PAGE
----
The #TrumpShutDown is over, but is a DACA fix on its way?

When the President ended the Deferred Action for Childhood Arrivals program in September 2017, nearly 800,000 individuals who had applied and received DACA suddenly had the rug taken out from beneath them. These are young undocumented Americans who were brought to the United States as children and   became eligible for authorization to work, travel, and be protected from deportation. For background and materials about the President’s decision to end DACA as well as resources for those seeking help, please check out this blog post.

This video explains why the President is ultimately responsible for the government shut down: https://www.facebook.com/fair.immigration.reform.movement/videos/1637839882965884/

And this video explains what’s at stake for immigrant communities if we don’t succeed in passing a clean DREAM Act in Congress: https://www.facebook.com/UndocuBlack/videos/2009546016037160/

On Monday, January 22, after a weekend of intense negotiations, a majority of Democrats in the Senate  voted to grant the federal government the authority to spend money until February 8 but without including a fix to the DACA rescission in the bill.  In return, the Democrats appear to have secured a commitment from the Senator Majority Leader, Republican Mitch McConnell (Kentucky), to allow a debate on the DREAM Act.. For undocumented  families, this is cause for significant concern.  The President and the House of Representatives do not appear to be ready to honor Sen. McConnell’s agreement.

In response, OneAmerica issued this statement.

Further Background:

As early as September 2017, the President said he supported action by Congress to provide a lasting solution for undocumented immigrant youth impacted by his decision.  He began this year by telling a bipartisan group of Senators that if they brought him an agreement, he’d support it.  But every time he had the opportunity to sign-off on an agreement, he changed his bottom line.  First he demanded the construction of a southern Border Wall, then significant expansion to immigration enforcement, then the end to the Diversity Visa Lottery program, and then the end of family-based immigration visas.  Without clear direction from the President, negotiators in Congress were at a loss for how to proceed.

Dreamers and immigrant advocacy and organizing groups decided to focus on getting a DACA fix into the federal spending bill, as our best leverage to get a clean DREAM Act passed.  The DREAM Act, versions of which have been circulating in Congress for years, is a bipartisan proposal to grant a pathway to citizenship for up to 2 million undocumented immigrant youth living in the United States.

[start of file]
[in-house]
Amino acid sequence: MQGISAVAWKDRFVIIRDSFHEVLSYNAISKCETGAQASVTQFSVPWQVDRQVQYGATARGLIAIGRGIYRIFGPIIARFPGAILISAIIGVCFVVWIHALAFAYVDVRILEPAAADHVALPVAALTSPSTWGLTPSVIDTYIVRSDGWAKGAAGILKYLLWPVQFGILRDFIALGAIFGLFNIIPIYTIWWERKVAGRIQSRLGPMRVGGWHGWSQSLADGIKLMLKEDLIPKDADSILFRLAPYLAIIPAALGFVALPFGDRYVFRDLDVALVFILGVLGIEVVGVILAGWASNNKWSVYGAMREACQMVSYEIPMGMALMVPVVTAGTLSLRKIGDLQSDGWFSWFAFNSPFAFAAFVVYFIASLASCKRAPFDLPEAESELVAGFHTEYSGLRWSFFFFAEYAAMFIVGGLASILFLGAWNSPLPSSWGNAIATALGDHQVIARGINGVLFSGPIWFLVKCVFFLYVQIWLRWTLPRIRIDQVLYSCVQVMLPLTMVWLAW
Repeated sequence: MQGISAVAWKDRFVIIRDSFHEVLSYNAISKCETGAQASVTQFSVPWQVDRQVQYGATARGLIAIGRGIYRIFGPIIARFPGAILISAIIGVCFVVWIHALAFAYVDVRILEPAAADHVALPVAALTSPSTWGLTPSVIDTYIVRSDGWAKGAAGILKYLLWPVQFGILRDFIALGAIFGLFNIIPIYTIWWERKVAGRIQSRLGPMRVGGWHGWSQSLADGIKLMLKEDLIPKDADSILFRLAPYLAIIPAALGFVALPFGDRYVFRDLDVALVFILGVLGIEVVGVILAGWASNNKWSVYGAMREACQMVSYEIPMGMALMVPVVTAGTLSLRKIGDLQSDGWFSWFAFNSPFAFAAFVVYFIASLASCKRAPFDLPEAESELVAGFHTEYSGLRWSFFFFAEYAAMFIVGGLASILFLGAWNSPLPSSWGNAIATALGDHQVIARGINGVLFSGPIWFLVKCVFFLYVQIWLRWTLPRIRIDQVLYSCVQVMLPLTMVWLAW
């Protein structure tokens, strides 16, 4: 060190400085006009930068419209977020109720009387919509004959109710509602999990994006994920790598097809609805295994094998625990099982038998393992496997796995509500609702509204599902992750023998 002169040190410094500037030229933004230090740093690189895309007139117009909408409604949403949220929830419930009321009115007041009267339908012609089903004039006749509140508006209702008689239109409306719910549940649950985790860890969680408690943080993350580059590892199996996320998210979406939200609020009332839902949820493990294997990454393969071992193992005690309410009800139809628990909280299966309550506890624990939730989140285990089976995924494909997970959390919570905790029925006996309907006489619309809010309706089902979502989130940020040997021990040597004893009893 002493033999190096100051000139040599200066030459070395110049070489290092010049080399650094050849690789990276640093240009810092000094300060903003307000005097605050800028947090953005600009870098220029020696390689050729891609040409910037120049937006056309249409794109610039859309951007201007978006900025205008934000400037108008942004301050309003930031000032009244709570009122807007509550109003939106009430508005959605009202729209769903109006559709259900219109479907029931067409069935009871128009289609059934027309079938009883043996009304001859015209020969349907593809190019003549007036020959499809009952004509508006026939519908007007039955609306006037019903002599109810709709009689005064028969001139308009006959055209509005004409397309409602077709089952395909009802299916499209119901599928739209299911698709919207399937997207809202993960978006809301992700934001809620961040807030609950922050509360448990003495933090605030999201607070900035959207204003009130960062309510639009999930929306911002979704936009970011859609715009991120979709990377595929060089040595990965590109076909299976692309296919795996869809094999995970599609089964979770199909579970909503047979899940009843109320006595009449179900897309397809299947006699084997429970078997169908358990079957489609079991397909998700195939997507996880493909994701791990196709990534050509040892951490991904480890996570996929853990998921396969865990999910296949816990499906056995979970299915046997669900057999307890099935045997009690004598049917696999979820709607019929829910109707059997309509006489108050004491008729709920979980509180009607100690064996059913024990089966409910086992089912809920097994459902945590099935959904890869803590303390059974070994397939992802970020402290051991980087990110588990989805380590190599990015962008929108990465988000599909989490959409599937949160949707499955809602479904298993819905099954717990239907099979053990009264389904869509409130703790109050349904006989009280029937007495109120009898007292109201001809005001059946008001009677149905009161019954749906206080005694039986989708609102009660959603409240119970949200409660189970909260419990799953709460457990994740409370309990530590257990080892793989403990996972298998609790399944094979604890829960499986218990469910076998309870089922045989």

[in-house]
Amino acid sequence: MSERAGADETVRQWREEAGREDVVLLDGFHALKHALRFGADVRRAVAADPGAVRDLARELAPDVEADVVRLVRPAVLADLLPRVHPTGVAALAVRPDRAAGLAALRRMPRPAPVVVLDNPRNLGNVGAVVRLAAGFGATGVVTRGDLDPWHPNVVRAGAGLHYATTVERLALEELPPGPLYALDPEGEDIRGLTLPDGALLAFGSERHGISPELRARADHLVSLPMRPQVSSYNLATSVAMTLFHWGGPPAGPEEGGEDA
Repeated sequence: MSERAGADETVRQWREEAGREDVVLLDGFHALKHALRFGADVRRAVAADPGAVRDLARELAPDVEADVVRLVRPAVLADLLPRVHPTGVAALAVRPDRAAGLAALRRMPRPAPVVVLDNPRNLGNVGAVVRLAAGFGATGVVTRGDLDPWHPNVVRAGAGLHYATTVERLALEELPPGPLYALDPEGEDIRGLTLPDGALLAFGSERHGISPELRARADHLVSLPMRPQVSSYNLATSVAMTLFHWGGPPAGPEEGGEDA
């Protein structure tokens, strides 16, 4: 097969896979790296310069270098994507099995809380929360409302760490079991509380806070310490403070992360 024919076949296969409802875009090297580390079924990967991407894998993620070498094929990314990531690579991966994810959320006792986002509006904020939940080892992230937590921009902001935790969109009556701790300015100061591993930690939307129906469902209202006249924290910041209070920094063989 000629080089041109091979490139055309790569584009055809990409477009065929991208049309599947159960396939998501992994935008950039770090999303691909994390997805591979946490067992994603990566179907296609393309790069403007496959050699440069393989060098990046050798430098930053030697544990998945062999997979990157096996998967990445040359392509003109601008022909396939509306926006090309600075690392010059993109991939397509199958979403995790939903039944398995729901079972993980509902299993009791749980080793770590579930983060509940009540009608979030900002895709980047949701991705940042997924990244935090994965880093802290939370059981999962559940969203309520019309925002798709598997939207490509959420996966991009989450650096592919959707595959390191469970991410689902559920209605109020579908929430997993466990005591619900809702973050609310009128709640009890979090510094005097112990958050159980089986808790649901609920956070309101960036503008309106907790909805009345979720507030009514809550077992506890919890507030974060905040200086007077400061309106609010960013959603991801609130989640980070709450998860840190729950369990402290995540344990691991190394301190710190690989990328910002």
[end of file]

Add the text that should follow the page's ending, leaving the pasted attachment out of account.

Under federal rules, Congress must pass spending bills in order to allow the government to function.  In September, Congress was unable to come to agreement on the details of a federal spending bill.  Congress instead decided on September 8 (seventeen Senators voted against) to extend the government’s authority to spend funds under current law through a short term continuing resolution that expired on December 7.  Unable to come to agreement, Congress then passed another continuing resolution on December 7 (fourteen Senators voted against) that expired on December 22.  Then they passed a third continuing resolution on December 22 (32 Senators voted against) that expired on January 19.

On Friday, January 19, after months of organizing protests in Washington, DC and across the nation and here in Washington State, Dreamers and immigrant rights organizations and a broad coalition of allies succeeded in pushing the majority of Democratic Senators to demand a bipartisan deal on DACA to be included in the federal spending bill as a condition for their vote.  Last Friday, the Senate attempted to again extend federal spending through a continuing resolution but failed because 49 Senators – both Democrat and Republican – voted to oppose the continuing resolution.  Between December 7 and January 19, our movement flipped the votes of 35 Senators.

What’s Next?

Congress has until February 8th to finalize a spending bill, but it’s not clear when Majority Leader McConnell will allow the DREAM Act to be debated and voted on in the Senate.  The media reports that a debate “will happen in February if the issue is not resolved by then”.  We can’t let up this fight.  Too much is at stake.  Join us and demand that Congress take action on the DREAM Act.

In the meantime, at least for the time being, the United States Citizenship and Immigration Service (USCIS) has begun accepting renewal applications for DACA under orders earlier this month from a federal district court in San Francisco that ruled that the President’s decision to end DACA was probably not legal.  The US Department of Justice, under Attorney General Jeff Sessions, has requested that the case be immediately heard by the United States Supreme Court.

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